International human rights groups condemn France over creating a mini jungle camp in the Italian border town of Ventimiglia where refugees suffer worsening humanitarian conditions
International human rights organizations have accused France of creating a mini-jungle camp in the city of Ventimiglia on the French-Italian border and blocking refugees' entry into France. "Refugees' living conditions in the Italian town of Ventimiglia are getting worse," said The Amnesty International and Caritas Internationalis.
Far from the crowded 'Jungle' camp in Calais, where migrants try to smuggle themselves aboard trucks bound for Britain, hundreds more are risking their lives to enter the other end of France from northern Italy. The frontier between Italy's Ventimiglia and Menton in southern France is already known as "Mini Calais."
More than 24,000 refugees have been residing in the Italian town since late September as France refused their entry into the country, as reported by French newspaper Le Figaro. French officials argue that refugees should remain at the Italian side of the border under the Dublin regulations. The Dublin Regulation decrees that asylum seekers must apply in the country through which they first entered the EU.
According to Italy's interior ministry, about 124,500 migrants have arrived since the start of 2016, just slightly more than the 122,000 recorded for the whole of last year. Italy is sheltering growing numbers of would-be refugees as its neighbors to the north move to tighten their borders and make it harder for migrants to travel to their preferred destinations in northern Europe.
President François Hollande has pledged to close the Calais camp before winter and relocate as many as 9,000 migrants living there to 164 sites around France. The first group of migrants is expected to be moved as soon as next week. Ahead of a meeting on Tuesday at France's Interior Ministry, homelessness charity Emmaus asked for postponing the closure because it says "all conditions are not met for an efficient humanitarian operation to take place." The camp is seen as a symbol of Europe's failure to find solutions to the migrant crisis.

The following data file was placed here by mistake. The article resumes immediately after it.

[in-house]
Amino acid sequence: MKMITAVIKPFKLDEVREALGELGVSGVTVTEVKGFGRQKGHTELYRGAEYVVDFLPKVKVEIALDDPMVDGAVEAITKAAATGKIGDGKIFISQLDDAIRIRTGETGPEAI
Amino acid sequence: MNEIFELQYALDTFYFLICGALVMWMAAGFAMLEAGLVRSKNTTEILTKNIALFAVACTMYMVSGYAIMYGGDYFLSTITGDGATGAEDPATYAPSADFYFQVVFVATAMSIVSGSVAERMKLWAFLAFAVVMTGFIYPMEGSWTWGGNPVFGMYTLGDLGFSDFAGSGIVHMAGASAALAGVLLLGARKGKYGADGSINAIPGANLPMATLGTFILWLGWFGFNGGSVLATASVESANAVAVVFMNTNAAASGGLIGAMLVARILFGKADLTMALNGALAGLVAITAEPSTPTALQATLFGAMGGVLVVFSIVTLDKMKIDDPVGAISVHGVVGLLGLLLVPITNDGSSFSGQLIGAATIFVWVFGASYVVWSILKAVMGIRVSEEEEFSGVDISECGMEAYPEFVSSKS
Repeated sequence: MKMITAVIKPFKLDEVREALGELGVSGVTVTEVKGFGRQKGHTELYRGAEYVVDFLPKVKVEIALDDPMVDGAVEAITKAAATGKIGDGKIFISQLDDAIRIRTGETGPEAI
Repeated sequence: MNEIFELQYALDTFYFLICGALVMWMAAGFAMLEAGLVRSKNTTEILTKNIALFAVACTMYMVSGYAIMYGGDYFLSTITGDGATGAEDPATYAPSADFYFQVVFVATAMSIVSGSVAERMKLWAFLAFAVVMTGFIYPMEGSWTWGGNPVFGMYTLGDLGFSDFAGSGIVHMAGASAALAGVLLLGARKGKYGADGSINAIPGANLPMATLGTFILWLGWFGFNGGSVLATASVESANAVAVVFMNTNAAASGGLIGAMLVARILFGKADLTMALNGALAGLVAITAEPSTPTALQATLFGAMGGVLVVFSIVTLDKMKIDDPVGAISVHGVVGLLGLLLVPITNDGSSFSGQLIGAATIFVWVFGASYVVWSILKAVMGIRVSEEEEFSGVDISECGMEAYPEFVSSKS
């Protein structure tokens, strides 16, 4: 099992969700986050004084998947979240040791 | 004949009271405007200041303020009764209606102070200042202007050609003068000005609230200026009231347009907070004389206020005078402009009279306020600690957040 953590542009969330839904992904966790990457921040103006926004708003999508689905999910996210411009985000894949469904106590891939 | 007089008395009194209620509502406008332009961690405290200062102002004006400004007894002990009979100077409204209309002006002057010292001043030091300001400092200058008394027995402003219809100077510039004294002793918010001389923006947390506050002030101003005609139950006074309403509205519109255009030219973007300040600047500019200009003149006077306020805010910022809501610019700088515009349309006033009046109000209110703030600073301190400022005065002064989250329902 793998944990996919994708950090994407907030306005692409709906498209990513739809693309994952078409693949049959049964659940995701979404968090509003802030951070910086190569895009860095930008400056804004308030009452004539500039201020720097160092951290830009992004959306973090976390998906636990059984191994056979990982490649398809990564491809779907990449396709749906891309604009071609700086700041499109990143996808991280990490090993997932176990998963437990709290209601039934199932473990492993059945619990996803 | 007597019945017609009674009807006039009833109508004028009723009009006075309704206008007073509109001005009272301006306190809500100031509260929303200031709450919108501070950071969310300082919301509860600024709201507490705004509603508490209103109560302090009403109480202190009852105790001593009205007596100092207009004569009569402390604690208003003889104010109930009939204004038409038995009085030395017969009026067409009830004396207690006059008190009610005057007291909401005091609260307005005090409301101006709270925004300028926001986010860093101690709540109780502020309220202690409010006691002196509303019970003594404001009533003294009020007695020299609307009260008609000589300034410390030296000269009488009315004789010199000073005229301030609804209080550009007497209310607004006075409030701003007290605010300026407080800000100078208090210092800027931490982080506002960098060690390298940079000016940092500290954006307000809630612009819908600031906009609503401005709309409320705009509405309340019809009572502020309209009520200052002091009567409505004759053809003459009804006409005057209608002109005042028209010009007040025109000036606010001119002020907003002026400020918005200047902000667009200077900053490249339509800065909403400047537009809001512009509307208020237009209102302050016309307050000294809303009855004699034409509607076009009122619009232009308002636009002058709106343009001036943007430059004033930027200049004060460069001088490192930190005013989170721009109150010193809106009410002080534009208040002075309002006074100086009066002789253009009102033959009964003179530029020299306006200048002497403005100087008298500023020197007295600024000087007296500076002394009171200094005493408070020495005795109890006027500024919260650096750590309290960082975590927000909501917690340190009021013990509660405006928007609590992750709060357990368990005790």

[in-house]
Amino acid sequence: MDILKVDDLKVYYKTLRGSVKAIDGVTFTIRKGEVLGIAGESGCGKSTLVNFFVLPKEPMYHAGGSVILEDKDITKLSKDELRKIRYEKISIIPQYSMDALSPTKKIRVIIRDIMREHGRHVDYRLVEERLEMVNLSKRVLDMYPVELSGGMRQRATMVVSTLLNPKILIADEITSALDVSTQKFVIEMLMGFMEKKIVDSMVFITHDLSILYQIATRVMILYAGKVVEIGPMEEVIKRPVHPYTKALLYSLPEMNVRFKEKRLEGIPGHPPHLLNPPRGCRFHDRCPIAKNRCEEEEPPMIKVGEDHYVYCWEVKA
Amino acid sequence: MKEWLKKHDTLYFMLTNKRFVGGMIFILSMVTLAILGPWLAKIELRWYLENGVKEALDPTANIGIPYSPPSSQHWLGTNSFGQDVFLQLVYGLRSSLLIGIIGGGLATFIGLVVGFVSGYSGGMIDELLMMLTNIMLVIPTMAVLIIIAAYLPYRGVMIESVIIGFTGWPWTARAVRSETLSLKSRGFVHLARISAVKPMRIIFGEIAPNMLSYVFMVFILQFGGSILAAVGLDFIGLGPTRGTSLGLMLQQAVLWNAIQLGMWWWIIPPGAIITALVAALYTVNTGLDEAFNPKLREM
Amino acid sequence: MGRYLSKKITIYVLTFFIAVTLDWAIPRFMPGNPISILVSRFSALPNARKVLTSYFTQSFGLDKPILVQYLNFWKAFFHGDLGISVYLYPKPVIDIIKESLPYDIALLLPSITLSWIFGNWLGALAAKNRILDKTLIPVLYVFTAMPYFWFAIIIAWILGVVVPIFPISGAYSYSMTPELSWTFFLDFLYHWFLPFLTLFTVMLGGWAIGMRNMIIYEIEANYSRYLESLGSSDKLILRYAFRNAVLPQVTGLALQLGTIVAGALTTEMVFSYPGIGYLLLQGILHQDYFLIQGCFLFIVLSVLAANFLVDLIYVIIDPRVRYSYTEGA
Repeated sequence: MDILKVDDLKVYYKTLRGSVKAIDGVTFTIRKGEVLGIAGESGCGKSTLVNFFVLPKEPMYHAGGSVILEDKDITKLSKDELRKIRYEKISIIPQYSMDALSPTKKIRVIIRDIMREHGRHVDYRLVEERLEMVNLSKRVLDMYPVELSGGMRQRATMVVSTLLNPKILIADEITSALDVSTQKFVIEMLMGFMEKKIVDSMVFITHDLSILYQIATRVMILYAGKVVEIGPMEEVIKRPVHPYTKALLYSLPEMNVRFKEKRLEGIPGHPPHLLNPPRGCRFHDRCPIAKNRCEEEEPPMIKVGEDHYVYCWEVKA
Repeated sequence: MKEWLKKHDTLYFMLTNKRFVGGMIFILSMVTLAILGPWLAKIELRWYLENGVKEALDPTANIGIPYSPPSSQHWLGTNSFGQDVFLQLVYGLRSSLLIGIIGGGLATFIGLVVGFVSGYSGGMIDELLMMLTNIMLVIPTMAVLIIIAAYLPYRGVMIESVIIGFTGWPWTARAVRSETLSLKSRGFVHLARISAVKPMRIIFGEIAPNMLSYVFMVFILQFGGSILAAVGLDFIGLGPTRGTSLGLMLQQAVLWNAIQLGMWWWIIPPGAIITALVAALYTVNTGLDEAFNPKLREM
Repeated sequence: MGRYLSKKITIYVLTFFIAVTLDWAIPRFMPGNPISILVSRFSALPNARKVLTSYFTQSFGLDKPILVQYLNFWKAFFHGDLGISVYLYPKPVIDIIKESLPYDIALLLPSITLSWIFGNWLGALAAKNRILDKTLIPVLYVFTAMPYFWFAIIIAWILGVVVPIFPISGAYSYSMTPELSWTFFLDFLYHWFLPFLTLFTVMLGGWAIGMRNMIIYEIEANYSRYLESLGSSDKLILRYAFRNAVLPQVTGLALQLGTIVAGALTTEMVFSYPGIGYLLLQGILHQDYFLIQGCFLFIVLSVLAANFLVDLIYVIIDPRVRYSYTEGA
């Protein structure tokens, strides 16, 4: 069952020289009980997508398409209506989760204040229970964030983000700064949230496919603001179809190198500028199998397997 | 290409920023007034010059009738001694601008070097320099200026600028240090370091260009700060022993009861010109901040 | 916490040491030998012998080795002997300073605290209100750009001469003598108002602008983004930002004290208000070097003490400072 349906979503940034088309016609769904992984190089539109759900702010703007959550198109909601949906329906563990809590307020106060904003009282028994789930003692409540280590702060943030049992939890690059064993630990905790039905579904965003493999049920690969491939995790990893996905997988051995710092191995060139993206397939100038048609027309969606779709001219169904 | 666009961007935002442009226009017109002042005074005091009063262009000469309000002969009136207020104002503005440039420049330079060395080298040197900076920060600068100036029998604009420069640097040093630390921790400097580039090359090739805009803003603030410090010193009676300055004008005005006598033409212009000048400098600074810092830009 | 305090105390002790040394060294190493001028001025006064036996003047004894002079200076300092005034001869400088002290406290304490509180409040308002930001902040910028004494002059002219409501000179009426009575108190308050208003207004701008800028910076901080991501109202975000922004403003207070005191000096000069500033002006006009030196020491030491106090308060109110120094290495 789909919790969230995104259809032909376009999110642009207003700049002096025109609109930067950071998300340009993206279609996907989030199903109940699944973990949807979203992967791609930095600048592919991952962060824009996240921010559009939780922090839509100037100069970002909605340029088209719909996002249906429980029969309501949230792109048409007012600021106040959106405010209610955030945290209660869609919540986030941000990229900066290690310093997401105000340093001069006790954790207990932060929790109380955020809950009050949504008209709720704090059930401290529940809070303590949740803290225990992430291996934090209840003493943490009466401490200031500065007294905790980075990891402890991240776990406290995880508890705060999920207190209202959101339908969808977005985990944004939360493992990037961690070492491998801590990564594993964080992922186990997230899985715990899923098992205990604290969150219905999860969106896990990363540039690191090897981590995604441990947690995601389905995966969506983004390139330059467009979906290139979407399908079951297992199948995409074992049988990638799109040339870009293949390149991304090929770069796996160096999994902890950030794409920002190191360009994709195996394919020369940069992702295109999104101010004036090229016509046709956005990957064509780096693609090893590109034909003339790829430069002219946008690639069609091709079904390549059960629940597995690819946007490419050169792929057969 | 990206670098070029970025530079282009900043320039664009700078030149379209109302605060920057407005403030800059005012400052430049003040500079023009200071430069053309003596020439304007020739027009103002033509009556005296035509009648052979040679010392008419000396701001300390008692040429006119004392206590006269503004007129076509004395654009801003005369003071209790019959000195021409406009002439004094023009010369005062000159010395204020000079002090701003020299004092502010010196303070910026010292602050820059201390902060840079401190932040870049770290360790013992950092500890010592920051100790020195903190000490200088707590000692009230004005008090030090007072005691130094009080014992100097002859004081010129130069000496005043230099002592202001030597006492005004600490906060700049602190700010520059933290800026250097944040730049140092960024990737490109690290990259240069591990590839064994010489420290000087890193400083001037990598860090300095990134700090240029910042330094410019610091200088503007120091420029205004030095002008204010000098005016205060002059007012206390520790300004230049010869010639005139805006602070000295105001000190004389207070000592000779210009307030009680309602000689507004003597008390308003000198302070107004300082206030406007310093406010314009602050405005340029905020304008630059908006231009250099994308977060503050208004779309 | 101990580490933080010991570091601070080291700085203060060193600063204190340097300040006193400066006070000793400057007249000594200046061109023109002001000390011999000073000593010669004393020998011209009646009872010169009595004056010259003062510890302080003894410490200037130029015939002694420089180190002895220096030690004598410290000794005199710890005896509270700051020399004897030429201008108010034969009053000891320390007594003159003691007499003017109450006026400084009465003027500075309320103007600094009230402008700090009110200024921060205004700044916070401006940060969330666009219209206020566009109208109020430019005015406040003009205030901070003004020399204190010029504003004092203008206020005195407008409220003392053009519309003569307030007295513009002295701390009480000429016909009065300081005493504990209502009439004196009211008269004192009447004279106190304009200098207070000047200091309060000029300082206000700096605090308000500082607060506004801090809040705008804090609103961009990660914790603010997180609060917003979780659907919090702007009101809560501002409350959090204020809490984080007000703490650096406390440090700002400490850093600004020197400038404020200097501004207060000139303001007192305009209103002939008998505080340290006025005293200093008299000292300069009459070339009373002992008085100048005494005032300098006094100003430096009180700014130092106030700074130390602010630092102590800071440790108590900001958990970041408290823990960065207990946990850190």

An 18-hectare wasteland in the French port city was turned into a camp in April 2015. Hundreds of migrants were relocated by French authorities where there is no access to basic services. Most migrants coming from the eastern African countries of Eritrea, Ethiopia and Sudan and war-torn Syria intend to cross the English Channel and seek asylum in the U.K. As only a small number of refugees are eligible to enter European countries, the ones that can find shelter suffer from worsening humanitarian conditions in refugee camps.
As the French government shuts down the slum-like camp in Calais, French villagers have protested the arrival of migrants who are being dispersed around the country. The far-right party Front National (FN) urged mayors to resist the Calais relocation plan and is organizing or taking part in protests across the country this month. Resistance to immigration is central to the campaign platform of National Front leader Marine Le Pen in her bid for the French presidency in elections next year. In late September, far-right French mayors united against the possible flow of migrants into their towns, in fear of them becoming new jungle camps.